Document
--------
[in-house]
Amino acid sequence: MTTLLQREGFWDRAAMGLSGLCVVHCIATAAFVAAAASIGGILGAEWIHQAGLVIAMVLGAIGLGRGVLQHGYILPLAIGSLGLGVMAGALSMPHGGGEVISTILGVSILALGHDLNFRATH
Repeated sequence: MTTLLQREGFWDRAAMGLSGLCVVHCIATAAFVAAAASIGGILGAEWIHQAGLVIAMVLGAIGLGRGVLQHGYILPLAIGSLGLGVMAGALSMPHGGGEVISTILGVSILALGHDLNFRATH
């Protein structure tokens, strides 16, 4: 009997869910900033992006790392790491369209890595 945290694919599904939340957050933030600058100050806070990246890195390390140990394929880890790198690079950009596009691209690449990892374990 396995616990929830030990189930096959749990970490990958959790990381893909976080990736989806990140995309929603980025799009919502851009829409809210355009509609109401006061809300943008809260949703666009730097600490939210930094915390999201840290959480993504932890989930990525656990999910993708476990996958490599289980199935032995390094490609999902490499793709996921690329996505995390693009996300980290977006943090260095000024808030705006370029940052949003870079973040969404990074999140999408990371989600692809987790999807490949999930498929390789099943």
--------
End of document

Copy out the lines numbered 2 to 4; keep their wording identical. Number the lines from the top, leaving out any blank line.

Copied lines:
Amino acid sequence: MTTLLQREGFWDRAAMGLSGLCVVHCIATAAFVAAAASIGGILGAEWIHQAGLVIAMVLGAIGLGRGVLQHGYILPLAIGSLGLGVMAGALSMPHGGGEVISTILGVSILALGHDLNFRATH
Repeated sequence: MTTLLQREGFWDRAAMGLSGLCVVHCIATAAFVAAAASIGGILGAEWIHQAGLVIAMVLGAIGLGRGVLQHGYILPLAIGSLGLGVMAGALSMPHGGGEVISTILGVSILALGHDLNFRATH
């Protein structure tokens, strides 16, 4: 009997869910900033992006790392790491369209890595 945290694919599904939340957050933030600058100050806070990246890195390390140990394929880890790198690079950009596009691209690449990892374990 396995616990929830030990189930096959749990970490990958959790990381893909976080990736989806990140995309929603980025799009919502851009829409809210355009509609109401006061809300943008809260949703666009730097600490939210930094915390999201840290959480993504932890989930990525656990999910993708476990996958490599289980199935032995390094490609999902490499793709996921690329996505995390693009996300980290977006943090260095000024808030705006370029940052949003870079973040969404990074999140999408990371989600692809987790999807490949999930498929390789099943």